Graham is an opportunistic dad who uses his time off to get “inordinately pissed” with drink and make random hook ups (“I kiss total strangers all the time…”) in order to escape the pain of being a single dad of two kids and a widower of two years. He wastes no time in falling into bed with Amanda, nor in getting to know her, and believes in living in the moment with her, which she finds difficult to do since she is already thinking up reasons not to get emotionally involved. He is charming and social, but also admits that “I find… I tend to hurt women” without meaning to, because “I’m always forgetting to call after a date.” Though he invites Amanda to lunch and wants to know all about her, he doesn’t discuss his family or his dead wife with her, keeping that a secret sequestered away at home. He admits that wasn’t entirely fair of him when she challenges him on it. Graham tends to keep his deeper feelings inside, though he does muster up the nerve to tell her he loves her. He can be quite blunt at times (“I feel like I am being interrogated… do you possibly know how to be on a date?”), but is also reassuring and encouraging to Amanda (“you see? You’re already better at this than you think!”). He works as a successful book editor, and rattles off a list of things he’s learning to do for his kids’ sake (sew, keep a cow, cook, etc). Graham knows how to be present and attentive, and is not all that worried about how this “might pan out” in the future; he just trusts that what is meant to be, will be… and is surprised to find himself more attached to Amanda than he thought he would be.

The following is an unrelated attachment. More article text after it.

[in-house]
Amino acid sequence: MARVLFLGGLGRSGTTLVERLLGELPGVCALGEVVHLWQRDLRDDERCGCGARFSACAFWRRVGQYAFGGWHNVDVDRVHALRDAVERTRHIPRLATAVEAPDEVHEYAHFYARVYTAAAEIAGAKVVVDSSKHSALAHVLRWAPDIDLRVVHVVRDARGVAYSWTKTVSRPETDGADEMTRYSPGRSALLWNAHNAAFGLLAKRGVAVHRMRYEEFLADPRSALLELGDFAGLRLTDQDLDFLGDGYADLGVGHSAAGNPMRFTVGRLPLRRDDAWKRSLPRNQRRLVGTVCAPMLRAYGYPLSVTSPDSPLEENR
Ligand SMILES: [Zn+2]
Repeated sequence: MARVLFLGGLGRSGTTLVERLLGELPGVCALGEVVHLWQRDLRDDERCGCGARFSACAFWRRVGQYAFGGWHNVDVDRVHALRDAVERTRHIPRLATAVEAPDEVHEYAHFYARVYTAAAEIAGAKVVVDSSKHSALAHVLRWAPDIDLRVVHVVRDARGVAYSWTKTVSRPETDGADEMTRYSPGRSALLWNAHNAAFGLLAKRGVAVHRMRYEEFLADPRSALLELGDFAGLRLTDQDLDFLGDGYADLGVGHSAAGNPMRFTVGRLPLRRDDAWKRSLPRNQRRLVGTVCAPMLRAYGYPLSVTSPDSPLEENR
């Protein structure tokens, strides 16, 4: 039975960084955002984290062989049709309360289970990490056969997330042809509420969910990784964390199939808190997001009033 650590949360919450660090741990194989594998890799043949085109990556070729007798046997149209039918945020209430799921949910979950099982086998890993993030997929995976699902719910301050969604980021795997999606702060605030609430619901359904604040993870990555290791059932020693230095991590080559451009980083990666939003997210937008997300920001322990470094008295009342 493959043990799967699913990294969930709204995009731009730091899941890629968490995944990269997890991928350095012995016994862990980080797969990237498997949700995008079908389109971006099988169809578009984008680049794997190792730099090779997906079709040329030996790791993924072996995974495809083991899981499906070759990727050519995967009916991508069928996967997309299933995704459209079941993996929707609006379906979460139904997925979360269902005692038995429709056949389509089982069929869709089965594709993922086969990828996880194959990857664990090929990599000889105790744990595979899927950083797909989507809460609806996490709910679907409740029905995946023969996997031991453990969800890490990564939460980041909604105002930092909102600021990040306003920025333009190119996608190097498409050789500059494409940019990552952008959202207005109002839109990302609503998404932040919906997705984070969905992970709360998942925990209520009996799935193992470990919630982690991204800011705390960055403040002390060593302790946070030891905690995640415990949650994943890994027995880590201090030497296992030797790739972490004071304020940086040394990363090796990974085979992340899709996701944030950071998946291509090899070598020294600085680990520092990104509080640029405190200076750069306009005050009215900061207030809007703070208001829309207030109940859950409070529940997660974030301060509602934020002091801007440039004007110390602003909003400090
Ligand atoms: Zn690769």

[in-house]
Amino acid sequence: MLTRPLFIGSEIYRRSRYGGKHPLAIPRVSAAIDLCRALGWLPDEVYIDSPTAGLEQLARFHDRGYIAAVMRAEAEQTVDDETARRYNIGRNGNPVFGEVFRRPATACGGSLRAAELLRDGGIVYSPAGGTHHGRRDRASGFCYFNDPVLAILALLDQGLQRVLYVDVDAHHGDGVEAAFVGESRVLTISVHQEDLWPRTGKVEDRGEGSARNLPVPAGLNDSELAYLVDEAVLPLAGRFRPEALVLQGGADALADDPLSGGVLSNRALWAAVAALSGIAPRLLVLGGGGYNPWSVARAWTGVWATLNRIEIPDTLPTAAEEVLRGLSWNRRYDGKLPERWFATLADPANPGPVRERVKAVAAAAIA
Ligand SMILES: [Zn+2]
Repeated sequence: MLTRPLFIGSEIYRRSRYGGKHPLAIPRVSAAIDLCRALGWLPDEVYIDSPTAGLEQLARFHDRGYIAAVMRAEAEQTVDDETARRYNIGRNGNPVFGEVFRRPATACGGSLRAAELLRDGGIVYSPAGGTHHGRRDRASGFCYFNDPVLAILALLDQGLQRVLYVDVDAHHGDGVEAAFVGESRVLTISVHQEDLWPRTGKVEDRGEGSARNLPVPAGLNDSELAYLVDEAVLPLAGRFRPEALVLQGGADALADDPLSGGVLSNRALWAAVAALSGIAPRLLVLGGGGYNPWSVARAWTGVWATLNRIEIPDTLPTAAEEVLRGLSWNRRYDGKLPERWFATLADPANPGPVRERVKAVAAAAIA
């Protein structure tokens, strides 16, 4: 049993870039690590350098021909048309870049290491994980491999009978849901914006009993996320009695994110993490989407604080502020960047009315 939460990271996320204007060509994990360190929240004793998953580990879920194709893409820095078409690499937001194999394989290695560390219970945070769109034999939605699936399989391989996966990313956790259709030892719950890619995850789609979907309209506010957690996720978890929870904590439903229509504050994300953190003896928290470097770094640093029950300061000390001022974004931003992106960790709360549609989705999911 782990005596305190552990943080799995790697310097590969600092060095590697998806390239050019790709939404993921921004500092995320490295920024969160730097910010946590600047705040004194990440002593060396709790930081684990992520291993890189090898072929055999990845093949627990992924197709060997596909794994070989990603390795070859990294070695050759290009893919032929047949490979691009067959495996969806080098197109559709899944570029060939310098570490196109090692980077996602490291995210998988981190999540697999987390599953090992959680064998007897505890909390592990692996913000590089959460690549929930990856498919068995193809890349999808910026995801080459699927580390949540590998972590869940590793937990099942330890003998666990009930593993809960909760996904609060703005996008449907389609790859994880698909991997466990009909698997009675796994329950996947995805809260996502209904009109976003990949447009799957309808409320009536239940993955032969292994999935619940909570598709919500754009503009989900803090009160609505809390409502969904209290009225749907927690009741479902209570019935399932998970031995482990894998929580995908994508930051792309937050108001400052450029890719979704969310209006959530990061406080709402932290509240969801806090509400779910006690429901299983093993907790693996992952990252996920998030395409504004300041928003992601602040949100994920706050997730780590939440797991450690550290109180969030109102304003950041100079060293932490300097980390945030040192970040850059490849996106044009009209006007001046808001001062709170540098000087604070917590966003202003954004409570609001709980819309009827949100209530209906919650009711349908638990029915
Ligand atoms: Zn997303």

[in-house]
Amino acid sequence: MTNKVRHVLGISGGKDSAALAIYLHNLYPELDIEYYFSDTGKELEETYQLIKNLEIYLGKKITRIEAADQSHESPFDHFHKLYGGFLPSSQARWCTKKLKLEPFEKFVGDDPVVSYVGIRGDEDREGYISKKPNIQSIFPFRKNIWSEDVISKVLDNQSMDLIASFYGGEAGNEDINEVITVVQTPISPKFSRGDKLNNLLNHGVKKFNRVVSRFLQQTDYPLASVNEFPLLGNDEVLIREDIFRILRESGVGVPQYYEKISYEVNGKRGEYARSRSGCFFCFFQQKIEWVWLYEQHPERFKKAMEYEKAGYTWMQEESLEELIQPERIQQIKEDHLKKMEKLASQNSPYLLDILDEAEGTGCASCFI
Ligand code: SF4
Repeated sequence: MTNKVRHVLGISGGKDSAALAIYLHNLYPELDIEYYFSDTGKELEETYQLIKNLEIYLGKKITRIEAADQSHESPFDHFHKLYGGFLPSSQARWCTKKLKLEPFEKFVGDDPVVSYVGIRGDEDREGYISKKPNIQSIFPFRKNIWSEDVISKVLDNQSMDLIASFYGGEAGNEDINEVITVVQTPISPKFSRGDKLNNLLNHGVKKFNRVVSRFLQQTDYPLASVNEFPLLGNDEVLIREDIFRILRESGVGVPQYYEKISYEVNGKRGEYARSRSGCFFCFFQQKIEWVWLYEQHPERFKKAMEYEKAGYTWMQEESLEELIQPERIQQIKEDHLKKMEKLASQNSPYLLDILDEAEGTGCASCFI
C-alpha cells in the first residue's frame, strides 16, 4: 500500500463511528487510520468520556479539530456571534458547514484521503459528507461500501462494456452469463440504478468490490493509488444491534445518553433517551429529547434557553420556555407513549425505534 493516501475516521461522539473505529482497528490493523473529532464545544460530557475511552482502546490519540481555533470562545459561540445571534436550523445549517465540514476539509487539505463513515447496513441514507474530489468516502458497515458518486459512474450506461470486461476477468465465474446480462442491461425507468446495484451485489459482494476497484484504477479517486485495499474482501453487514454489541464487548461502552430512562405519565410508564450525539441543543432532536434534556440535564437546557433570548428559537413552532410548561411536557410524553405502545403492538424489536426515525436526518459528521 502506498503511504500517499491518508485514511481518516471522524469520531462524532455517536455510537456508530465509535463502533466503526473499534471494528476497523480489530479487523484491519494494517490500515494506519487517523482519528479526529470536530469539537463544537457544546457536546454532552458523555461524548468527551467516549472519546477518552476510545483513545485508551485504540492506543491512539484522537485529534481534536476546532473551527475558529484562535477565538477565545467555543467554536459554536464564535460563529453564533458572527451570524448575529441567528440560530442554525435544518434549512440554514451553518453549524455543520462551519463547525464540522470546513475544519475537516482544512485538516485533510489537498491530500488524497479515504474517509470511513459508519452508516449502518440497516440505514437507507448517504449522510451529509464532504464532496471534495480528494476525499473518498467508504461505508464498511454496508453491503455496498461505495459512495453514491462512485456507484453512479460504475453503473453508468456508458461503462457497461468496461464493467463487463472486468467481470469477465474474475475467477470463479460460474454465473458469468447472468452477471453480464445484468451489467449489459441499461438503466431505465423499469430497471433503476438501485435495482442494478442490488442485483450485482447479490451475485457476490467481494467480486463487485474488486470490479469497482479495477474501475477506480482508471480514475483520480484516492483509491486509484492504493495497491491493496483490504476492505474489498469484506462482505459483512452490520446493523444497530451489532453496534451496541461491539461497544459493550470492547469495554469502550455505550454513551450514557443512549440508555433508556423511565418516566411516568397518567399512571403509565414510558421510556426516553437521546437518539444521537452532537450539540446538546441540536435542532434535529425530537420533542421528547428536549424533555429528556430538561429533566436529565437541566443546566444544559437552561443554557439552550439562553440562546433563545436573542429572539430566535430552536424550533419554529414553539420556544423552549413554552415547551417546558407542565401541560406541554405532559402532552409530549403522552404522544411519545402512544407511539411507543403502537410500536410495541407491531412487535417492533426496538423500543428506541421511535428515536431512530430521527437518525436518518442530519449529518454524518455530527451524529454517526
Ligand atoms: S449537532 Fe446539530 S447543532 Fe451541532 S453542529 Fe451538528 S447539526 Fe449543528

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Graham is “looking for love… even if it’s just for one night.” He is charming, affirming, encouraging, and good-natured, easily chats up Amanda and gets her into bed (though he’s drunk at the time), then sets out to take care of her in the hopes of forming a deeper attachment. When she gets knock-down drunk at the pup, he takes her home and stays “because you asked me to.” He spends all of his time as a dad taking care of his kids and going out of his way to please them, from making them an amazing tent in their room to playing Mr. Napkin Head for their amusement. He cries easily (“more than any woman you’ve ever known”) at books, films, and in real life. But when he’s not plying a woman with attention, Graham admits that he can be forgetful—out of sight, out of mind, and I shan’t call you tomorrow.